The complement system, neuronal injury, and cognitive function in horizontally-acquired HIV-infected youth.

TitleThe complement system, neuronal injury, and cognitive function in horizontally-acquired HIV-infected youth.
Publication TypeJournal Article
Year of Publication2016
AuthorsMcGuire, JL, Gill, AJ, Douglas, SD, Kolson, DL
Corporate AuthorsCHARTER Group
JournalJ Neurovirol
Volume22
Issue6
Pagination823-830
Date Published2016 12
ISSN1538-2443
KeywordsAdolescent, Adult, Anti-HIV Agents, Biomarkers, Brain, CHARTER, Cognition, Cognitive Dysfunction, Complement C1q, Complement C3, Connectome, Cross-Sectional Studies, Disease Transmission, Infectious, Female, HIV Infections, Humans, Internal, Male, Middle Aged, Neurofilament Proteins, Neurons, Retrospective Studies, Synapses
Abstract

The complement system (C1q/C3) is a key mediator of synaptic pruning during normal development. HIV inappropriately induces C1q and C3 production in the brain, and reduces neuronal complement inhibition. HIV may thus alter neural connectivity in the developing brain by excessively targeting synapses for elimination. The resultant pattern of neuronal injury may fundamentally alter neurodevelopmental and cognitive processes differentially across ages. This study aimed to (1) measure the association between the cerebrospinal fluid (CSF) complement factors (C1q/C3) and a marker of neuronal injury (NFL) in HIV+ subjects; (2) quantify the differences in CSF C1q/C3 between HIV+ youth and older adults; and (3) define the relationship between CSF C1q/C3 and cognitive impairment in each age group. We performed a retrospective cross-sectional study of 20 HIV+ 18-24-year-old youth and 20 HIV+ 40-46-year-old adults with varying levels of cognitive impairment enrolled in the CNS Antiretroviral Therapy Effects Research study. We quantified C3, C1q, and NFL by ELISA in paired CSF/plasma specimens. We found that CSF C1q correlates with NFL in all subjects not receiving antiretroviral therapy (n = 16, rho = 0.53, p = 0.035) when extreme NFL outliers were eliminated (n = 1). There was no difference in plasma/CSF C1q or C3 between older adults and youth. In 18-24-year-old youth, a nearly significant (p = 0.052) elevation of CSF C1q expression was observed in cognitively impaired subjects compared to cognitively normal subjects. Further investigation into the role of the CNS complement system in the neuropathogenesis of HIV is warranted and should be considered in a developmentally specific context.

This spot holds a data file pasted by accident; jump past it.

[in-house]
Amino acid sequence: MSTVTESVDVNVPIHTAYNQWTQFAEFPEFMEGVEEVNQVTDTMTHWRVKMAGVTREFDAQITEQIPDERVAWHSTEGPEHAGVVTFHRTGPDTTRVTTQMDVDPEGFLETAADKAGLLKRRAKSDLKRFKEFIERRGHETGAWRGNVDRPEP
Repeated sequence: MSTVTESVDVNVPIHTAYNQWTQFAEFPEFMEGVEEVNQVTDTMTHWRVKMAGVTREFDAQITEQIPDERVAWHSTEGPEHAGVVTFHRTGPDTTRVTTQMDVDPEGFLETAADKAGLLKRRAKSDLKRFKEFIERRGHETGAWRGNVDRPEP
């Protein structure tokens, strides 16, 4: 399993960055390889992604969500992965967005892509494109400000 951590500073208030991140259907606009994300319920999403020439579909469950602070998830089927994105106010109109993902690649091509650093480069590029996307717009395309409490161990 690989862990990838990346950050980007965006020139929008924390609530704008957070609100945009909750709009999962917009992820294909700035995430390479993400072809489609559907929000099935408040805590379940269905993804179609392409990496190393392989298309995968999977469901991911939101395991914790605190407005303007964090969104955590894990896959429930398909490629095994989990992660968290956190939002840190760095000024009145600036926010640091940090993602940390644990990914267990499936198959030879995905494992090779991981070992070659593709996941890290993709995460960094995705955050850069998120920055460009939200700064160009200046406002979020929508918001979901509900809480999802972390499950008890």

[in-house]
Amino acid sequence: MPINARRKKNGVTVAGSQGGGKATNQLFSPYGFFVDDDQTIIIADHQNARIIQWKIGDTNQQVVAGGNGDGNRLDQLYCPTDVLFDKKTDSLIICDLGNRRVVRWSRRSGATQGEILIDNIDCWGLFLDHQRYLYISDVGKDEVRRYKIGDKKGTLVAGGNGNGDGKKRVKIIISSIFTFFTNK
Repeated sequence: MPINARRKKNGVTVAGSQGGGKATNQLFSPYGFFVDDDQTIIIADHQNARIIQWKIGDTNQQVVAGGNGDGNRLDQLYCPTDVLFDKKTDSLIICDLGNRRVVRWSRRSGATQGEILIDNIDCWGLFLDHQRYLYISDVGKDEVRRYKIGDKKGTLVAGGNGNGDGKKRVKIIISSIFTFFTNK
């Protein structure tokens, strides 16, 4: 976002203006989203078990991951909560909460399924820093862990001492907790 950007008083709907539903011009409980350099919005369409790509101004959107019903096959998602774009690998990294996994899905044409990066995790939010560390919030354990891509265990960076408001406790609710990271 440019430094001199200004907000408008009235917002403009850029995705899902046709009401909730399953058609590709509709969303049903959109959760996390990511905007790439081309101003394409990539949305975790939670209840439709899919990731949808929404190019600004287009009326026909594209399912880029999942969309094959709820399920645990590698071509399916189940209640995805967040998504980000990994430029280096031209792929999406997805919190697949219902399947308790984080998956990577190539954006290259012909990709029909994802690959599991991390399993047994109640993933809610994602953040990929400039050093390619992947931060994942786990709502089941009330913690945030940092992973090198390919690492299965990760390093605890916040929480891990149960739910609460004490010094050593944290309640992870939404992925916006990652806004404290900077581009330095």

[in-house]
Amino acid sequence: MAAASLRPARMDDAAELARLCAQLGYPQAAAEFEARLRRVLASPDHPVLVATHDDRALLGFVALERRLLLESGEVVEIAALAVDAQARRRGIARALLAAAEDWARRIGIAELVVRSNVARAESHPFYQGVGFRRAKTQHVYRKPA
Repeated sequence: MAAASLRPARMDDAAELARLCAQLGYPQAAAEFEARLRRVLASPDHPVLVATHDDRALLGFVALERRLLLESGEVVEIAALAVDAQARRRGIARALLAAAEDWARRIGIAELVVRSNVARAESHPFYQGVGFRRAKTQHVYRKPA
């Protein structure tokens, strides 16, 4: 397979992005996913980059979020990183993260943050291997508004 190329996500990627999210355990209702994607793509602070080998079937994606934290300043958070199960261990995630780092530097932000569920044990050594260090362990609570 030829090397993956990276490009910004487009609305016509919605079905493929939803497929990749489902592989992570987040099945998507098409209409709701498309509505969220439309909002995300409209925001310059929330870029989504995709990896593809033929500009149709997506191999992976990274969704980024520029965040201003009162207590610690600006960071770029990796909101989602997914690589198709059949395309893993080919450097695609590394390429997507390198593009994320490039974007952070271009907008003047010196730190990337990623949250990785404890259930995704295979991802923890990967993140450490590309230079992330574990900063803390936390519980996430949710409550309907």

DOI10.1007/s13365-016-0460-5
Alternate JournalJ. Neurovirol.
PubMed ID27273074
PubMed Central IDPMC5127892
Grant ListF30 MH102120 / MH / NIMH NIH HHS / United States
HHSN271201000030C / MH / NIMH NIH HHS / United States
P01 MH105303 / MH / NIMH NIH HHS / United States
HHSN271201000036C / MH / NIMH NIH HHS / United States
R01 MH104134 / MH / NIMH NIH HHS / United States
R01 MH095671 / MH / NIMH NIH HHS / United States
N01 MH022005 / MH / NIMH NIH HHS / United States
K12 NS049453 / NS / NINDS NIH HHS / United States
P30 MH097488 / MH / NIMH NIH HHS / United States